"With my eyes closed and Alex's core friends all around me, it was like I'd become my big sister, or something just as good. And so who cared if they were calling it Alex's party? One thing I knew: it would be remembered as mine."
Alex has it all brains, beauty, popularity, and a dangerously hot boyfriend. Her little sister Thea wants it all, and she's stepped up her game to get it. Even if it means spinning the truth to win the attention she deserves. Even if it means uncovering a shocking secret her older sister never wanted to share. Even if it means crying wolf.
Told in the alternating voices of Alex and Thea, Adele Griffin's mesmerizing new novel is the story of a sibling rivalry on speed.
About the Author
Adele Griffin (b. 1970) is a critically lauded author of children's and young adult fiction. Born in Philadelphia, she began writing after college, when a job at a children's publishing house introduced her to the world of young adult literature. She drew praise for her first novel, "Rainy Season" (1996), a heartfelt portrayal of a young American girl's life in the Panama Canal Zone in the late 1970s. In books like "Sons of Liberty" (1997) and "Amandine" (2001), she continued to explore the sometimes harsh realities of family life, and become known for intuitive, honest, and realistic fiction. Over the past several years, Griffin has won a number of awards, including National Book Award nominations for "Sons of Liberty" (1997) and "Where I Want to Be" (2005). Her books are regularly cited on ALA Best and ALA Notable lists. A number of her novels, such as the four-book Witch Twins series, introduce an element of lighthearted fantasy. Griffin lives with her family in Brooklyn, New York.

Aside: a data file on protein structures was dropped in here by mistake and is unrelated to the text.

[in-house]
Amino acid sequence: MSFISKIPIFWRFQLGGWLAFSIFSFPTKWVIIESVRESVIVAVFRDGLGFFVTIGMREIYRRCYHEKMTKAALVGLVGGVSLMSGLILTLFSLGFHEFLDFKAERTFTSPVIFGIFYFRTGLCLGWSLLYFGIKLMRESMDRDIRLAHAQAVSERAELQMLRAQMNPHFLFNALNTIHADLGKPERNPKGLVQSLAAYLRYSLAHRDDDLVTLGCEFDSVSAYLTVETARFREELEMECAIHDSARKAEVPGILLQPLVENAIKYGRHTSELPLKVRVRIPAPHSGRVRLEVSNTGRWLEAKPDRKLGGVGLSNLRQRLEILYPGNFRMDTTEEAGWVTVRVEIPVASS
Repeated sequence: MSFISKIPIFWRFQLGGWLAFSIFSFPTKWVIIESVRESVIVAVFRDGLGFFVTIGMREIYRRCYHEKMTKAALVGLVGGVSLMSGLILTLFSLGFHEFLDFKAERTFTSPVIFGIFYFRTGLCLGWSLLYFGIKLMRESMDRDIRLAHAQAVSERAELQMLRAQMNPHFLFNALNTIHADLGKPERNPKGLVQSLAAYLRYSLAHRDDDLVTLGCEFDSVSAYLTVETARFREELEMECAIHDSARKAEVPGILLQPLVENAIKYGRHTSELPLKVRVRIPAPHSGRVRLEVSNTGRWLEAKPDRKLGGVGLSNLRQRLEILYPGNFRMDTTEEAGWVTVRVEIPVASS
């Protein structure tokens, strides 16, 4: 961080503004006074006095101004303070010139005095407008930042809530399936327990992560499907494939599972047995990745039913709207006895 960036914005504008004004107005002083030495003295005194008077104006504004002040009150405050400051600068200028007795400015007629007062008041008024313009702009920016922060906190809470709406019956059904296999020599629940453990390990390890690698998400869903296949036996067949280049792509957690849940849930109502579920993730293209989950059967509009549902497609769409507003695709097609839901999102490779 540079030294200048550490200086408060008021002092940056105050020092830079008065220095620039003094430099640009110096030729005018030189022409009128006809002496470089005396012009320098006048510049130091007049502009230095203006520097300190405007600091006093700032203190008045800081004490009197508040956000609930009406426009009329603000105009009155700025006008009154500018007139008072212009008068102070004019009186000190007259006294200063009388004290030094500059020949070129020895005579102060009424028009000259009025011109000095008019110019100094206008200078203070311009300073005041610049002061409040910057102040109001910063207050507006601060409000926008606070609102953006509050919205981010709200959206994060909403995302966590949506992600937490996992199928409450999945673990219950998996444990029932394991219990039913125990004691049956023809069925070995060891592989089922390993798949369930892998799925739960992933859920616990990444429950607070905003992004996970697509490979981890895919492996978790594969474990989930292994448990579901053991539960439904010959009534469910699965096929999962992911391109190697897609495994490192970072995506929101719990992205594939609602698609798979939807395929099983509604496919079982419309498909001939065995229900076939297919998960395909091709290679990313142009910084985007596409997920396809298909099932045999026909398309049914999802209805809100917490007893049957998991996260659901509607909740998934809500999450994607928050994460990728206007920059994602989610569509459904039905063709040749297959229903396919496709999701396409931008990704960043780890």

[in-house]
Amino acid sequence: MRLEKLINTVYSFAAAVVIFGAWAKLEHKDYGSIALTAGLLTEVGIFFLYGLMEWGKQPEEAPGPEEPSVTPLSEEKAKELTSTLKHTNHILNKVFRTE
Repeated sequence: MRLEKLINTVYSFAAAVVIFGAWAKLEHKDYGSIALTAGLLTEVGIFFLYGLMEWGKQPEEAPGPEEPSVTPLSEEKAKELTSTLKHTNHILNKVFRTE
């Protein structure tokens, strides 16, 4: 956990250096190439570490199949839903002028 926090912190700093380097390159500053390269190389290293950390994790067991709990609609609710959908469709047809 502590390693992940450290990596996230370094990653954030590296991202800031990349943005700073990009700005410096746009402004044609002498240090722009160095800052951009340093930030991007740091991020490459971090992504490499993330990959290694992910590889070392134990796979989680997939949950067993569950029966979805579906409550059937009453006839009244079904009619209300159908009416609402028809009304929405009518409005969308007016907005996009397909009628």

Starred Review, Kirkus Reviews, September 1, 2012:
“A sumptuously written examination of sibling rivalry and socioeconomic class.”
Starred Review, Booklist, September 1, 2012:
“The book is so raw that at times it’s difficult to read—yet it’s impossible to put down.”
Starred Review, School Library Journal, October 2012:
"Loss of bodily control, anorexia, social phobia, sibling rivalry, and compulsive lying are all explored as each girl’s story unfolds. An excellent choice for teen girls’ discussion groups."
Publishers Weekly, September 17, 2012:
"Griffin shows her customary skill at honing in on her protagonists’ perceptions, internal conflicts, and uncomfortable relationships."